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‘Suicide is not fashion’: Burberry apologizes for hoodie with noose at London Fashion Week

‘Suicide is not fashion’: Burberry apologizes for hoodie with noose at London Fashion Week
Fashion giant Burberry has apologized after featuring a hoodie with a noose around the neck during its showcase at London Fashion Week, spark a wave of outrage over insensitivity towards suicide and racism.

One of its own models, Liz Kennedy, lambasted the brand for whom she is an ambassador, decrying both main connotations of the offending noose, saying: “Suicide is not fashion... Let’s not forget about the horrifying history of lynching either.”

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@burberry @riccardotisci17 Suicide is not fashion. It is not glamorous nor edgy and since this show is dedicated to the youth expressing their voice, here I go. Riccardo Tisci and everyone at Burberry it is beyond me how you could let a look resembling a noose hanging from a neck out on the runway. How could anyone overlook this and think it would be okay to do this especially in a line dedicated to young girls and youth. The impressionable youth. Not to mention the rising suicide rates world wide. Let’s not forget about the horrifying history of lynching either. There are hundreds of ways to tie a rope and they chose to tie it like a noose completely ignoring the fact that it was hanging around a neck. A massive brand like Burberry who is typically considered commercial and classy should not have overlooked such an obvious resemblance. I left my fitting extremely triggered after seeing this look (even though I did not wear it myself). Feeling as though I was right back where I was when I was going through an experience with suicide in my family. Also to add in they briefly hung one from the ceiling (trying to figure out the knot) and were laughing about it in the dressing room. I had asked to speak to someone about it but the only thing I was told to do was to write a letter. I had a brief conversation with someone but all that it entailed was “it’s fashion. Nobody cares about what’s going on in your personal life so just keep it to yourself” well I’m sorry but this is an issue bigger than myself. The issue is not about me being upset, there is a bigger picture here of what fashion turns a blind eye to or does to gain publicity. A look so ignorantly put together and a situation so poorly handled. I am ashamed to have been apart of the show. #burberry. I did not post this to disrespect the designer or the brand but to simply express an issue I feel very passionate about.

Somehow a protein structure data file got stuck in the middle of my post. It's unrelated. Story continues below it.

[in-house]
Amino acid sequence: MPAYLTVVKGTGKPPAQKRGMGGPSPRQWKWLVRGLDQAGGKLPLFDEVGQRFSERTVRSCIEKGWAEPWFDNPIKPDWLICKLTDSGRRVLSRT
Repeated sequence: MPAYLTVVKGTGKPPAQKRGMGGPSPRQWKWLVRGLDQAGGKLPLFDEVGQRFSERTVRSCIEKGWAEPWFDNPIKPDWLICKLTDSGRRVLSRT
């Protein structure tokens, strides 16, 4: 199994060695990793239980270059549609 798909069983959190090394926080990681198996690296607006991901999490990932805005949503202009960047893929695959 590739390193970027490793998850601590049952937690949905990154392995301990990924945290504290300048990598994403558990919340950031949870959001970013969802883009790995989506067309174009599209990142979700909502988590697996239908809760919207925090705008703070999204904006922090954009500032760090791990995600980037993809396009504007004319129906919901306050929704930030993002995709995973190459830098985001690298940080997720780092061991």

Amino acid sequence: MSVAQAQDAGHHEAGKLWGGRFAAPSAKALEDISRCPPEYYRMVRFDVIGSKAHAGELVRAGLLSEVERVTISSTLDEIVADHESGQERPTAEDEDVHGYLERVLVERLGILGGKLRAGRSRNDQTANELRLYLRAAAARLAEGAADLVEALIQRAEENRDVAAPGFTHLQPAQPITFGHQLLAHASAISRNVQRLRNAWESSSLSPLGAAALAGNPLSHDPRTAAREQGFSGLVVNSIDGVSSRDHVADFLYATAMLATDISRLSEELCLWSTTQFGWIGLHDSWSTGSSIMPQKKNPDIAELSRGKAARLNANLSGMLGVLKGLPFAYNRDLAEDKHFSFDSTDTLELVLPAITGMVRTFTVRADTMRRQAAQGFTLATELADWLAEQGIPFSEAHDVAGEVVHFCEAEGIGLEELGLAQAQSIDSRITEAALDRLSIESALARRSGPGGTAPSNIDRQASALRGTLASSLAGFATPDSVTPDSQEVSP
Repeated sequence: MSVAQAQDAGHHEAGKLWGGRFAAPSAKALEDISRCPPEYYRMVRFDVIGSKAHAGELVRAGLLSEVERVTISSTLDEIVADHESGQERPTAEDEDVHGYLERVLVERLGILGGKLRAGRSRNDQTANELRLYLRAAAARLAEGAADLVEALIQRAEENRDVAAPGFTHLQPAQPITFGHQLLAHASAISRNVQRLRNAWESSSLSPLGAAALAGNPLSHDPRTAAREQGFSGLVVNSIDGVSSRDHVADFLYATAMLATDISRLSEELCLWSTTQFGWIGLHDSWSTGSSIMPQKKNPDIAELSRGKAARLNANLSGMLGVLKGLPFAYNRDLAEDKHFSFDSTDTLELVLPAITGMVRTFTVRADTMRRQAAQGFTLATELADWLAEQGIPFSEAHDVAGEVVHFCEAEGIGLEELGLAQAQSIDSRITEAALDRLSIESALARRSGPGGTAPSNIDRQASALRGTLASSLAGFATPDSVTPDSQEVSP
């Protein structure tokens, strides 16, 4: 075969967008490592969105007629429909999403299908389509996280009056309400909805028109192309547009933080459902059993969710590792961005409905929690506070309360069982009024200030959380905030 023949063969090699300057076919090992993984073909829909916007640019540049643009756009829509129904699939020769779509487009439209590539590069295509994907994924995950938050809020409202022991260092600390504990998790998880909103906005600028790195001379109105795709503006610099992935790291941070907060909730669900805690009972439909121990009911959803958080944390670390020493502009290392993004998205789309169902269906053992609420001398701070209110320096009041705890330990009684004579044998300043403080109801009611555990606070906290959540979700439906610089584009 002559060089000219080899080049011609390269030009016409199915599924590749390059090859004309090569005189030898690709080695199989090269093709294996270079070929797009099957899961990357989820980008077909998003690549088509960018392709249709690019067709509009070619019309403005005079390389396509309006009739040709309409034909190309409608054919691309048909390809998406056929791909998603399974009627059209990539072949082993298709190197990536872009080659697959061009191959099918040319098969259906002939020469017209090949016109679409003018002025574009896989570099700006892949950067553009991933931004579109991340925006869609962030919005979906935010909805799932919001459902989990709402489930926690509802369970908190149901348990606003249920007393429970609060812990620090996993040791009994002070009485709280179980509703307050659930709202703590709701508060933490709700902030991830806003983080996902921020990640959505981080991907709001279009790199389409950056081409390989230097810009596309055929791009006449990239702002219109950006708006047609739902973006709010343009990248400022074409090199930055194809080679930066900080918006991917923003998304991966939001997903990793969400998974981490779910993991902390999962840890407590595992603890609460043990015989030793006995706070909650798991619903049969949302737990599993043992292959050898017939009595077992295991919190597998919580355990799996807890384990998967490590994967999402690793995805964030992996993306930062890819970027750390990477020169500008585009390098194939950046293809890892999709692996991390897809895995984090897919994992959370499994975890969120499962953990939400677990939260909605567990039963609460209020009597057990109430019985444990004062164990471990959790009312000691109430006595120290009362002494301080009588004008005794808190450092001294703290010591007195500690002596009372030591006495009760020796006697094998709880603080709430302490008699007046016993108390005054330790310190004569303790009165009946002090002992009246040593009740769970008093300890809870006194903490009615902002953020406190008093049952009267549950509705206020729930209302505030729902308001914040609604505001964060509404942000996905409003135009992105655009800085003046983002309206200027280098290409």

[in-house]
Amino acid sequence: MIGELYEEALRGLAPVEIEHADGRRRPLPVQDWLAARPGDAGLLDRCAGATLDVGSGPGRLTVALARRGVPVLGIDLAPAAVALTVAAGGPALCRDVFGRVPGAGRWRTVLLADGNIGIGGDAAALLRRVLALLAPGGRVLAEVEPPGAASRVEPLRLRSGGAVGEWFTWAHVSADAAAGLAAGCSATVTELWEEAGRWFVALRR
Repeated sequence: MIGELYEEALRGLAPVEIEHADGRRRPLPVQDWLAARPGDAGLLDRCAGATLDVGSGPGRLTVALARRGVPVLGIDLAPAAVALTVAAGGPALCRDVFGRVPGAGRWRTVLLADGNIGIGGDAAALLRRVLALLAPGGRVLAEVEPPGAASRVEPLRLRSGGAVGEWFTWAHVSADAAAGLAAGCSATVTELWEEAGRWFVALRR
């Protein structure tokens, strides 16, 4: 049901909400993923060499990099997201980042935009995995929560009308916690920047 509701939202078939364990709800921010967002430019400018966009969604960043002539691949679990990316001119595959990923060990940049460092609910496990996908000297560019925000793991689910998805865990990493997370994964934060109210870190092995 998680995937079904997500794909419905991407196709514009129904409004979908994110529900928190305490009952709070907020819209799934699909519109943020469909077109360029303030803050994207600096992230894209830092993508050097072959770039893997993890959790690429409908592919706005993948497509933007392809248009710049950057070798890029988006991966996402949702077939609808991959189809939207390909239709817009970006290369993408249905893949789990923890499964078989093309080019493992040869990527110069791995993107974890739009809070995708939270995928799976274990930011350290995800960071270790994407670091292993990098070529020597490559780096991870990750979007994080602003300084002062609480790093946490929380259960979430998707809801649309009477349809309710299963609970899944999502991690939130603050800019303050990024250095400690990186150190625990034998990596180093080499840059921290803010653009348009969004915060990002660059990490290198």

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Kennedy wrote that she was “extremely triggered” by the hoodie, recalling her own family’s experience with suicide, and claims she was told to write an email when she tried to complain in the dressing room during the show.

Burberry CEO Marco Gobbetti apologized on behalf of the brand saying Burberry was  “deeply sorry for the distress” caused and that “It was insensitive and we made a mistake.”

“We will reflect on this, learn from it and put in place all necessary actions to ensure it does not happen again,” he added in a written statement.

The hoodie appeared the catwalk on Sunday as part of Burberry’s ‘Tempest’ collection and has caused a flood of outrage online ever since, with many highlighting the recent slew of offensive gaffes in the fashion industry including Katy Perry’s blackface shoes, Gucci’s blackface jumper and Zara’s holocaust shirts, among others.

READ MORE:Racism or just an ugly shoe? Katy Perry’s new ‘blackface’ footwear sparks outrage

Not all online were entirely convinced of the allegedly racist overtones of the garment, but agreed it was insensitive nonetheless. Others called for a boycott of the fashion brand.

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